How to Celebrate Kwanzaa
In Swahili, "kwanzaa" means "first fruits of the harvest." Since 1966, Kwanzaa has been a time to honor and celebrate African-American culture and history.
From December 26 to January 1, the seven days of Kwanzaa pay tribute to ancestors and the seven principles of unity, self-detrmination, collective work and responsibility, cooperative economics, purpose, creativity, and faith. Here are some ideas for your Kwanzaa gathering from Patty Sachs' book, Pick a Party (Meadowbrook Press).
Make invitations and decorations out of black, green, and red paper, perhaps woven into an African mat called a "mkeka." Trim with black, green, and red ribbons.
Decorate with African artifacts, photographs, artwork, or travel posters. Place black baskets with green and red fruits and vegetables around your home. Kinaras are holders for the black, green, and red candles that are lit each night of Kwanzaa.
Play traditional music, learn traditional dances, and tell stories that highlight the accomplishments of African-Americans.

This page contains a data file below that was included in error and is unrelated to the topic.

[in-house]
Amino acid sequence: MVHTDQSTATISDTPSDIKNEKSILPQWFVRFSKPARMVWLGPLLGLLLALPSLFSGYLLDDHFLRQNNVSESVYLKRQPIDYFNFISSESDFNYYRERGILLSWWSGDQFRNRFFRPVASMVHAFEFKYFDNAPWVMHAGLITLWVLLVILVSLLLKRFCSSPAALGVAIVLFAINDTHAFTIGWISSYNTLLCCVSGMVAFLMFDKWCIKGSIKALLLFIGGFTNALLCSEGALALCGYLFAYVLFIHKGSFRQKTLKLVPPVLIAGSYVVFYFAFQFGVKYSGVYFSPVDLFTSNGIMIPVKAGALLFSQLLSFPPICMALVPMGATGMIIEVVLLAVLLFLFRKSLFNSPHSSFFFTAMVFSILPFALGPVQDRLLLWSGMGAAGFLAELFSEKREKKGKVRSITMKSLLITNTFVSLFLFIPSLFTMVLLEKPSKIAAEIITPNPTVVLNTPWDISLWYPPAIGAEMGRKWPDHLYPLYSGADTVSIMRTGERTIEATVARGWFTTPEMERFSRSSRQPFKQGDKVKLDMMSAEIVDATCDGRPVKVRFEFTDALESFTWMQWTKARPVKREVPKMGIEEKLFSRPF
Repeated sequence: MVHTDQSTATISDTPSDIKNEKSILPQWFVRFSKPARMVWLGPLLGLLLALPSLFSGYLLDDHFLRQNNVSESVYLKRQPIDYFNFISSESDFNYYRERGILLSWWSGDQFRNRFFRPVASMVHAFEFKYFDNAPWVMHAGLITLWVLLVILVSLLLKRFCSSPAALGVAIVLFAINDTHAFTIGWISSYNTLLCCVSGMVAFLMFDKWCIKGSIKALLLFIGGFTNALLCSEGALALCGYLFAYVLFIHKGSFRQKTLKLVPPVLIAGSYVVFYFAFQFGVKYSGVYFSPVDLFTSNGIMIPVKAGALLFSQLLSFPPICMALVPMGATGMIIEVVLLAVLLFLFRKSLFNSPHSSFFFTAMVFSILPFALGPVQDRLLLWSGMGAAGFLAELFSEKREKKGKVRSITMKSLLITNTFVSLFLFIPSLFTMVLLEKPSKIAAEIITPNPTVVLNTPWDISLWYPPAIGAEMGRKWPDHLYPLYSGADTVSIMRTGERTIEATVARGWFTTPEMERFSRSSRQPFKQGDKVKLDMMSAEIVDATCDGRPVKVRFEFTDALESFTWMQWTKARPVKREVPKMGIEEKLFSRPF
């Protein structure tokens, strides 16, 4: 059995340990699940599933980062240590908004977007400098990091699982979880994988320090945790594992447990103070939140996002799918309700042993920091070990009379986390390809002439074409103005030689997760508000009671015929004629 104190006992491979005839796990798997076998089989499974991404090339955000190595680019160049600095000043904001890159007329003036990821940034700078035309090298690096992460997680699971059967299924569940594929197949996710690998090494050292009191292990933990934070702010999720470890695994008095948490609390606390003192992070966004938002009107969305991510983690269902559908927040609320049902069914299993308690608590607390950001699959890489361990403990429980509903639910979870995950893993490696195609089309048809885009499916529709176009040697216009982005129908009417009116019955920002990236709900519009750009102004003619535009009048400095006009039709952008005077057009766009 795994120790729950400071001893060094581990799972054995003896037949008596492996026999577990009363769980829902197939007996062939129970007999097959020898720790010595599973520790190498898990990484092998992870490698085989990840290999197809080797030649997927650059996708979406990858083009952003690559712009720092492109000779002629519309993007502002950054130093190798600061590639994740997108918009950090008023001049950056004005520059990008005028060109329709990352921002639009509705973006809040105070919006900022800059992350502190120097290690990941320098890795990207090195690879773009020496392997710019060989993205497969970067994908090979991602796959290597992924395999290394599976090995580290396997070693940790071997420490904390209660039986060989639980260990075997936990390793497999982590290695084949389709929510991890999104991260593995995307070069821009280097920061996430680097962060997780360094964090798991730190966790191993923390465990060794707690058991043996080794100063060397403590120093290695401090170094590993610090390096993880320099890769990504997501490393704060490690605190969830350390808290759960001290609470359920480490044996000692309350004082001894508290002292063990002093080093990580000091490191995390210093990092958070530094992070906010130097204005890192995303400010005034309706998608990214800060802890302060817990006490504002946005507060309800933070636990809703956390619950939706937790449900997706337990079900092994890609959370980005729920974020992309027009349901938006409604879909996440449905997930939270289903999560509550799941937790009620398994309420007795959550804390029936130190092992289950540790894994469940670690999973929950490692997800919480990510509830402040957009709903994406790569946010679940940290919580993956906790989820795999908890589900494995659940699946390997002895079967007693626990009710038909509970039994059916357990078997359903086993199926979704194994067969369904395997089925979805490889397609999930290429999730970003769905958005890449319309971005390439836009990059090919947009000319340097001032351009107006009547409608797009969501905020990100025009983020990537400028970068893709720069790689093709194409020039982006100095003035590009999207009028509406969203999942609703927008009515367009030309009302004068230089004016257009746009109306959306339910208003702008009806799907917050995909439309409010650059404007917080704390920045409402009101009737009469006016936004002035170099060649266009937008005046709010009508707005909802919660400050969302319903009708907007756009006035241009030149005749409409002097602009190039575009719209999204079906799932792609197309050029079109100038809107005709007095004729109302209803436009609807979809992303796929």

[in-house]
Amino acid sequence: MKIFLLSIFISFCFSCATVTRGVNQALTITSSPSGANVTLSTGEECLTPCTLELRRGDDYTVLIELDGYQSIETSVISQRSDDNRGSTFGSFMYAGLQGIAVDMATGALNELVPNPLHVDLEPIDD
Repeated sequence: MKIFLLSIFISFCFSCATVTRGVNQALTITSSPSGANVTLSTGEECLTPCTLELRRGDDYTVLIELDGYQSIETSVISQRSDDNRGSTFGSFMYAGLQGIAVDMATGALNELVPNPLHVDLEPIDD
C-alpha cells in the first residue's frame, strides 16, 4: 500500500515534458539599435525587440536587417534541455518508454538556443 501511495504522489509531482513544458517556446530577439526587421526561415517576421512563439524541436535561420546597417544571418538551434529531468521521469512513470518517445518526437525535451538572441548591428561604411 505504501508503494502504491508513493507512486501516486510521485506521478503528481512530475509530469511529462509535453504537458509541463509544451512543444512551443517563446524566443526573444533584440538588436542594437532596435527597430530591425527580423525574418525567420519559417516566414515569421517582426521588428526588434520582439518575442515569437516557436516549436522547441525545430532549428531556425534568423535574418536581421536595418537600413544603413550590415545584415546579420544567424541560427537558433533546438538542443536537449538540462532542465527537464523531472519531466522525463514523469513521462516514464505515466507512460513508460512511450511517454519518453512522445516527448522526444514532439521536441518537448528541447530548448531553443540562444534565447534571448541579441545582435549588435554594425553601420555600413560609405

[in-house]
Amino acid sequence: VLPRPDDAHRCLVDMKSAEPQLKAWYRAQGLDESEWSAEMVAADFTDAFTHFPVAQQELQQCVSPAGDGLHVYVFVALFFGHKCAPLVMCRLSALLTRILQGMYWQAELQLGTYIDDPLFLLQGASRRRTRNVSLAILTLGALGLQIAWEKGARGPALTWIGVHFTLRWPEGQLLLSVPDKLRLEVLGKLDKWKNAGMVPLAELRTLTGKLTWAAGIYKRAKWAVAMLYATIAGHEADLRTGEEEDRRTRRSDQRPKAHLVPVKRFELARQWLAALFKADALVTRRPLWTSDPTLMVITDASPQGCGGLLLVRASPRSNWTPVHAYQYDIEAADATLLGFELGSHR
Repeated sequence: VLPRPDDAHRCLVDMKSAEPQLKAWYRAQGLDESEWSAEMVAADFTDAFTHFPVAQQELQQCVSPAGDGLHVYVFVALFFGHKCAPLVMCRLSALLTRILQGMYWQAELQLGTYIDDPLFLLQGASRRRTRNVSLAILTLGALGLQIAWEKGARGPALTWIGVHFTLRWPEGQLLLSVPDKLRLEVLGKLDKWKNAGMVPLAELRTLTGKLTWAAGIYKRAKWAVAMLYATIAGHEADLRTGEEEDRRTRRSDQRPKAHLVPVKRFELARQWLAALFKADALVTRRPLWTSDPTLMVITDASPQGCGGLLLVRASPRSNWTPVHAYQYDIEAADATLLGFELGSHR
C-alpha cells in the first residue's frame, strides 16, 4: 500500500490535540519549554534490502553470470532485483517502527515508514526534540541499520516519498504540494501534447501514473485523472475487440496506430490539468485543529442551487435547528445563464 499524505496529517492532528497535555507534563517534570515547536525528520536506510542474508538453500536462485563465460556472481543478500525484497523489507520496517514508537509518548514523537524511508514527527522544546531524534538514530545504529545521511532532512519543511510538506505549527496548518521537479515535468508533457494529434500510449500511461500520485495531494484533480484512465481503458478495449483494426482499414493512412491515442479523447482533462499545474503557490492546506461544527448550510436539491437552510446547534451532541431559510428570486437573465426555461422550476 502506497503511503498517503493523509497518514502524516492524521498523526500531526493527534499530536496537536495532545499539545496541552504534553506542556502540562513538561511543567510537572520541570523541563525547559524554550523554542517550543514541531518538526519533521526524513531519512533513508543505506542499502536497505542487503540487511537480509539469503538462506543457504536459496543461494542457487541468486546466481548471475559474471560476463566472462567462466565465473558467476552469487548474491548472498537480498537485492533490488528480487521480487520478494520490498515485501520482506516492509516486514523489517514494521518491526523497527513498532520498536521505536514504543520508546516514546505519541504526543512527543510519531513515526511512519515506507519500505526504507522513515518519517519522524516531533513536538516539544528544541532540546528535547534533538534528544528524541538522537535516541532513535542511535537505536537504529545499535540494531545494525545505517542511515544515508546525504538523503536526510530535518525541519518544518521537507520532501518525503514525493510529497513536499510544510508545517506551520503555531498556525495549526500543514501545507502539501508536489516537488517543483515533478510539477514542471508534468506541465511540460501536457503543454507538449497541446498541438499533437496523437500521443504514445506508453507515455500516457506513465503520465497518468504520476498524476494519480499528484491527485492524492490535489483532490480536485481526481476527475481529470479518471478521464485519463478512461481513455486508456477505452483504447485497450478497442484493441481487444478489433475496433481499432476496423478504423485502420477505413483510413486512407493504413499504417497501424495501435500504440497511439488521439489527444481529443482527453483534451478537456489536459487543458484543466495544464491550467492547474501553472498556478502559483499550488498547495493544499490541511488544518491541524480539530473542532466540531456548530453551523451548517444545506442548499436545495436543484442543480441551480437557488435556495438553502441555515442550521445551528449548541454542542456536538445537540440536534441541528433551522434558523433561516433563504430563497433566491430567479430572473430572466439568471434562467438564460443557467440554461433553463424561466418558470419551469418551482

Make mkeka mats, baskets, and kinara candleholders. Kinaras can be made painting designs on a jar or can.
Honor your ancestors by making an audio or videotape of your life and experiences, or writing a small book. These can become cherished keepsakes that can be handed down for generations.
Celebrate the harvest with a feast, or "karamua," of fresh fruits and vegetables. Share juice from a unity cup.
Pick a Party includes 160 party themes to help readers turn holidays, birthdays, showers, and evenings with friends or family into special occasions. It can be found in bookstores everywhere.
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